Archaeologists: We’ve located biblical city of Sodom

Archaeologists believe they have found the ancient city of Sodom, whose destruction is described in the Bible. They say it was caused by a meteorite.

By Batya Jerenberg, World Israel News

Archaeologists excavating the Bronze Age city of Tall el-Hammam in Jordan believe it to be the biblical city of Sodom, destroyed some 3,700 years ago.

According to the Bible, God obliterated the sinful cities of Sodom and Gomorrah and the plain upon which they stood by raining down on them “brimstone and fire.”

A report last Tuesday on the Universe Today website, which publishes space and astronomy news, quotes archaeologists as saying there are clear indications that a meteorite exploded in the air above what is now the Middle Ghor plain, wiping out a civilization that existed there for over 2,500 years.

Archaeologist Phillip Silvia of Trinity Southwest University presented the findings on November 15th at the annual meeting of the American Schools of Oriental Research. He and colleague Steven Collins say that the damage to the structures as well as to the 100-foot-thick and 50-feet-high walls around Tall el-Hammam was directional, which supports the theory of an immensely strong shock wave hitting the city from a mid-air explosion.

The huge magnitude of the blast destroyed an area of no less than 500 square kilometers. It is estimated to have been the equivalent of a 10-megaton nuclear warhead exploding about one kilometer above the ground.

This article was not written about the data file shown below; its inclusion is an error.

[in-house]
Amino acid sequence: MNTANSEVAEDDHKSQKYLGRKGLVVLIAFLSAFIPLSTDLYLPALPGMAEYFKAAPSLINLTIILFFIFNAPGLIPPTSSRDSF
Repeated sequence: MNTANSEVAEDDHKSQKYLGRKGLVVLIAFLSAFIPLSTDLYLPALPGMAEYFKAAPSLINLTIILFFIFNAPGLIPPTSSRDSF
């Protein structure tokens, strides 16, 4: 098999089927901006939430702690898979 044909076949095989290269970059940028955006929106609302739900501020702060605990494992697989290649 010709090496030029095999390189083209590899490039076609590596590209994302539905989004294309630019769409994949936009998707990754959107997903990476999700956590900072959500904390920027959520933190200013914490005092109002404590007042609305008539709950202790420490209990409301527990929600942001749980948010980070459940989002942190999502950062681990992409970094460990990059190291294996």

A thick layer of ash that covers the site indicates that a fire had consumed the city. However, the discovery of a pottery shard with one side melted to glass shows that it was no petro-chemical blaze, perhaps set off by an earthquake, which was the prevailing theory as to what had destroyed the ancient city.

A study of the glass side of the shard shows that it had been exposed to a temperature of 8,000-12,000 degrees Celsius. In addition, the glass layer was only one millimeter thick, meaning that the concentrated burst of heat must have happened quickly, taking less than a few milliseconds.

Another proof that the city was destroyed by a meteorite explosion, the archaeologists say, is the discovery of a “melt rock” – three different rocks melted together, about a pound in weight and, like the shard, covered in glass. It, too, must have been exposed to intense heat, though for a few seconds longer than the clay piece.

The final proof that a meteorite had destroyed the city, according to the archaeologists, is the fact that the area – described in both the bible and historically as rich agriculturally – was not reinhabited for the next 700 years because the soil’s consistency had completely changed. Soil samples below and above the ash level were analyzed geochemically and found to contain three to four times the salt content allowing for the growth of wheat and barley.

The scientists theorize that the shock wave from the meteor blast spread a layer of salt from the nearby Dead Sea throughout the area, making the land agriculturally useless for centuries.